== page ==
Wednesday, July 14th, 2010

Buzz kill: Calbuzz is scratching our collective head at the sight of the MSM prominently displaying stories about Senator Dianne Feinstein’s declaration of opposition to Proposition 19, the November ballot measure to legalize pot: Why exactly is this news?

From her earliest days in politics, DiFi’s political antennae have always been hyper-attuned to the slightest possibility that somewhere, someone might be having fun.

Her nickname around City Hall was “Goody Two Shoes,” and one citizen of San Francisco’s gay community famously summed up her well-earned school marm reputation:  “Dianne Feinstein doesn’t care who you sleep with, as long as you’re in bed by eleven o’clock.”

The Senior Senator from California, in fact, first made a name for herself in the ‘60s by carrying on a one-woman crusade against the production and presentation of X-rated movies in S.F., where entrepreneurs such as the infamous Mitchell Brothers were then pioneering the genre with aesthetic and commercial successes like “Behind the Green Door.”

The controversy Feinstein generated greatly raised her profile, at a time she was preparing to launch her first bid for office, a fabulously successful effort that made her the first woman elected president of the Board of Supervisors.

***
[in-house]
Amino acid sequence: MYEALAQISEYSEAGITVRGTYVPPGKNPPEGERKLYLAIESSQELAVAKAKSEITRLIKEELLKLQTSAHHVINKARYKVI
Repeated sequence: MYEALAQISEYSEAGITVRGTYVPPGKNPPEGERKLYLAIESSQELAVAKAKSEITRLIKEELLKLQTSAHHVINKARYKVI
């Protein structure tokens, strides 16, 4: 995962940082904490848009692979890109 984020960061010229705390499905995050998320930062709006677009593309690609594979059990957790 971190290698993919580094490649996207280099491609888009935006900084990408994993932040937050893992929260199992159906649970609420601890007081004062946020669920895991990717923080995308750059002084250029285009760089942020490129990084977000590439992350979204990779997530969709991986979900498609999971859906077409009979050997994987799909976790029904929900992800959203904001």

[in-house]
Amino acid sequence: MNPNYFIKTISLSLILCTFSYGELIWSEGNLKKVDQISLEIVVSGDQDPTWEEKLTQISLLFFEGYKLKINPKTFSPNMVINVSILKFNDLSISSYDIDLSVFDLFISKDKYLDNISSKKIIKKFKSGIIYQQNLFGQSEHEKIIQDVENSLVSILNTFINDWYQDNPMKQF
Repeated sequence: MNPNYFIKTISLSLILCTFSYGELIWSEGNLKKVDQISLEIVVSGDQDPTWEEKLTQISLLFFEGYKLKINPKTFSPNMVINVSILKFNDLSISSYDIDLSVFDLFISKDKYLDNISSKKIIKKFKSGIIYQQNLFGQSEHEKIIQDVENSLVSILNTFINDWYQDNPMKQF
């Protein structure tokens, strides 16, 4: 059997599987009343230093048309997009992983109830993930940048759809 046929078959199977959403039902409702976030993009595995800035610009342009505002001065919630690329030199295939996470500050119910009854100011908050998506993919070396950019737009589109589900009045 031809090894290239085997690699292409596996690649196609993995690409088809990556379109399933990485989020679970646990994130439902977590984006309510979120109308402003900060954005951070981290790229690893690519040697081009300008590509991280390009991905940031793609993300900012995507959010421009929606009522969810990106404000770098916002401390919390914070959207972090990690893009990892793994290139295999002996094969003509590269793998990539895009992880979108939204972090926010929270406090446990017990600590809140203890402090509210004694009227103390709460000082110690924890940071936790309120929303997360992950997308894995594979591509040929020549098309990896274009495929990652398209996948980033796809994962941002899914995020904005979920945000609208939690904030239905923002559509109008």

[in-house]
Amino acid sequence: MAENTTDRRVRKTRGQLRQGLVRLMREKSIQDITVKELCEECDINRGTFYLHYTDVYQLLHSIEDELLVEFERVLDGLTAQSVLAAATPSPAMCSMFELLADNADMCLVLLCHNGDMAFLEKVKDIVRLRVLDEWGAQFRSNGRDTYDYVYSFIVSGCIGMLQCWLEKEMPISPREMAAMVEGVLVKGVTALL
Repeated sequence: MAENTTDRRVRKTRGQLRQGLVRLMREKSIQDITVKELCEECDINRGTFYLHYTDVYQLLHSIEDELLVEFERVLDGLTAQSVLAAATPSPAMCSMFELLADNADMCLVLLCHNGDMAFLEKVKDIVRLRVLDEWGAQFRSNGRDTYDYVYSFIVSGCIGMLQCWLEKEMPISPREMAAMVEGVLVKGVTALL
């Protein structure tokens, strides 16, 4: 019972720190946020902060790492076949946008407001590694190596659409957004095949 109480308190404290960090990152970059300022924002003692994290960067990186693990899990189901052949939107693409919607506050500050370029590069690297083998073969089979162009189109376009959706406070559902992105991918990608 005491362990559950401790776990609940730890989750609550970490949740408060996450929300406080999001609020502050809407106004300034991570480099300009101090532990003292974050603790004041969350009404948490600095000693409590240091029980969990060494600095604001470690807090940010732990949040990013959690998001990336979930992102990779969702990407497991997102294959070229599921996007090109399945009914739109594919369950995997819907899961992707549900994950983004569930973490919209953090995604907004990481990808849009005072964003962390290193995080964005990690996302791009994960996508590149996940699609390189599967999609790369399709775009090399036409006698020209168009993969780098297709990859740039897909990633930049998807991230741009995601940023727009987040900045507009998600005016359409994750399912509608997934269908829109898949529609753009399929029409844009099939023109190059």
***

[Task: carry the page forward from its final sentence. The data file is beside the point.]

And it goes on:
But her anti-smut campaign did not earn unanimous acclaim in Baghdad by the Bay: the late Charles de Young Thieriot, then publisher of the Chronicle, threw her out of his office when she came in to demand he stop running ads for adult theaters in the paper, while Charles McCabe,  a cranky and literate libertarian scribbler for the Chron, bashed her as a prudish busybody in a series of columns headlined, “Dianne Faces Life.”

What really moved Mrs. Feinstein to her little adventure, and her later demand that right-mindedness be enacted on all of us is something you don’t have to be a big brain to figure out. The real reason lies in the hearts and minds of a segment of elderly Irish biddies and Jewish mothers and Italian mama mias and German hausfraus. These ladies, most of whom are mothers, are threatened by porno and take an awfully strong line on the same subject. This they communicate one way or another, and often through priests and rabbis who have a vested interest in sin, to their duly elected representatives of whom Mrs. Feinstein is one. And conscientious.